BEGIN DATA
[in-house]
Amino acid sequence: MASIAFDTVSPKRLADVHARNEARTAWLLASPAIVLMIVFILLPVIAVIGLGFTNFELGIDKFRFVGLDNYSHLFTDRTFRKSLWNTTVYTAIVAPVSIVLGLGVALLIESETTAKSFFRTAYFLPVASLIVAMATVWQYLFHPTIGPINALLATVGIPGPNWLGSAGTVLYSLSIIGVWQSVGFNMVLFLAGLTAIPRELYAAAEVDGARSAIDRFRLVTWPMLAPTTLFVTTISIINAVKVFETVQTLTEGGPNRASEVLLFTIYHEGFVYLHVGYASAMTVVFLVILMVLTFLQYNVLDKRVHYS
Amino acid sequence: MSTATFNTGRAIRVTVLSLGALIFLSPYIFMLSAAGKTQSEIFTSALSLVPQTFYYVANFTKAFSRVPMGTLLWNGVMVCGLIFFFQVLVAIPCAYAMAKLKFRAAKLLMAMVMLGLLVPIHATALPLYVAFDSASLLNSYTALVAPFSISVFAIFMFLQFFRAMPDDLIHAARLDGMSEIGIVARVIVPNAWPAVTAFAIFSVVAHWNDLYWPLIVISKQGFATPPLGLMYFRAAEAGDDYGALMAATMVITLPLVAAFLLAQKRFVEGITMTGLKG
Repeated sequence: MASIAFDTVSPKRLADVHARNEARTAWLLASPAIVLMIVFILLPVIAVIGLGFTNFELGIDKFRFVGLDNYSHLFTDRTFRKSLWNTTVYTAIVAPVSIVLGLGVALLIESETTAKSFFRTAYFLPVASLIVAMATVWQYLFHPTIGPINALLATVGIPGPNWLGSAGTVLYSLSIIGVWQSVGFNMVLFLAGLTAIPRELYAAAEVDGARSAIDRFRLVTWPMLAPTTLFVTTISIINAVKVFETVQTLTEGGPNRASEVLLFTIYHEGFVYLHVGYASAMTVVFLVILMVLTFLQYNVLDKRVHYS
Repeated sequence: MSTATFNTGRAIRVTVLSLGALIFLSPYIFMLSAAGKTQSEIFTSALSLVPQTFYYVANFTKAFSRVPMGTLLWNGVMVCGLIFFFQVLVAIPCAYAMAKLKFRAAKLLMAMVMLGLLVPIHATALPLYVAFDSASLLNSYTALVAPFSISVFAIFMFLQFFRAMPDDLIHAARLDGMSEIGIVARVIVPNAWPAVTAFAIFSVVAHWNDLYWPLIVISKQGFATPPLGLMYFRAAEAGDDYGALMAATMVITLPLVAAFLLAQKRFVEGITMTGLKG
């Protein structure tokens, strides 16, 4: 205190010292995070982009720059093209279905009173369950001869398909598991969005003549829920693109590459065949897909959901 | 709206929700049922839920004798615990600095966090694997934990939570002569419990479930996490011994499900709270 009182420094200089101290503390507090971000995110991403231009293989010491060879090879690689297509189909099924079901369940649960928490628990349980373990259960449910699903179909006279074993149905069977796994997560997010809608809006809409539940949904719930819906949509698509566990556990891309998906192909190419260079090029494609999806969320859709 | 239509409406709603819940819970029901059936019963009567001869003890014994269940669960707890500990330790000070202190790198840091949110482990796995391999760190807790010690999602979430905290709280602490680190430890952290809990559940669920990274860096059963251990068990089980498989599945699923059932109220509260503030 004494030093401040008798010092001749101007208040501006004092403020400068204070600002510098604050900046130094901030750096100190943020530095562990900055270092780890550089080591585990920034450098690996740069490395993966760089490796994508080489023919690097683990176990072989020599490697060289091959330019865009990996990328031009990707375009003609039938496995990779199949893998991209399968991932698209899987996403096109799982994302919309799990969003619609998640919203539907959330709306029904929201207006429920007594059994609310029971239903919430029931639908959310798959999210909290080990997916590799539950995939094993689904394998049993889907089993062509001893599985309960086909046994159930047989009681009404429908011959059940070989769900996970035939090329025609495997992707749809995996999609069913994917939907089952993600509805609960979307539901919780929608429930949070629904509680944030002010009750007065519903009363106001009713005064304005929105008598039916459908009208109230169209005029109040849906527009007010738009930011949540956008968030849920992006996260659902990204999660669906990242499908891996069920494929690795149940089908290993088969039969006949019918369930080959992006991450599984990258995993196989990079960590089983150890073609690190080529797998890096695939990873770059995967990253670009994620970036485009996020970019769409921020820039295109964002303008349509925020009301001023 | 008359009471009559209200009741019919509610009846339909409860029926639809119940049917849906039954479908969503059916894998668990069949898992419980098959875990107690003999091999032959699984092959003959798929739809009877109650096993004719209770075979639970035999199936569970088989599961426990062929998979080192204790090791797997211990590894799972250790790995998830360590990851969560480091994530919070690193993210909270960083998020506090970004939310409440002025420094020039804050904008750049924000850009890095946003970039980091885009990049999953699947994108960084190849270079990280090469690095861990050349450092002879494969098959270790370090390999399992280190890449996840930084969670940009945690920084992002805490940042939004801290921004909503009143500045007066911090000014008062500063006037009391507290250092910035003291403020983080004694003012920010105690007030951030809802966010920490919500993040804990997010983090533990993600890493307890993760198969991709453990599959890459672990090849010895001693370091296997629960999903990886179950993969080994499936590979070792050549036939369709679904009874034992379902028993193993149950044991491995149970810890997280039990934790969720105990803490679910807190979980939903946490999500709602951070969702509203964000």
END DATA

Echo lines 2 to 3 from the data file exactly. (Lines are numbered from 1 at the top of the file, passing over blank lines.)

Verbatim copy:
Amino acid sequence: MASIAFDTVSPKRLADVHARNEARTAWLLASPAIVLMIVFILLPVIAVIGLGFTNFELGIDKFRFVGLDNYSHLFTDRTFRKSLWNTTVYTAIVAPVSIVLGLGVALLIESETTAKSFFRTAYFLPVASLIVAMATVWQYLFHPTIGPINALLATVGIPGPNWLGSAGTVLYSLSIIGVWQSVGFNMVLFLAGLTAIPRELYAAAEVDGARSAIDRFRLVTWPMLAPTTLFVTTISIINAVKVFETVQTLTEGGPNRASEVLLFTIYHEGFVYLHVGYASAMTVVFLVILMVLTFLQYNVLDKRVHYS
Amino acid sequence: MSTATFNTGRAIRVTVLSLGALIFLSPYIFMLSAAGKTQSEIFTSALSLVPQTFYYVANFTKAFSRVPMGTLLWNGVMVCGLIFFFQVLVAIPCAYAMAKLKFRAAKLLMAMVMLGLLVPIHATALPLYVAFDSASLLNSYTALVAPFSISVFAIFMFLQFFRAMPDDLIHAARLDGMSEIGIVARVIVPNAWPAVTAFAIFSVVAHWNDLYWPLIVISKQGFATPPLGLMYFRAAEAGDDYGALMAATMVITLPLVAAFLLAQKRFVEGITMTGLKG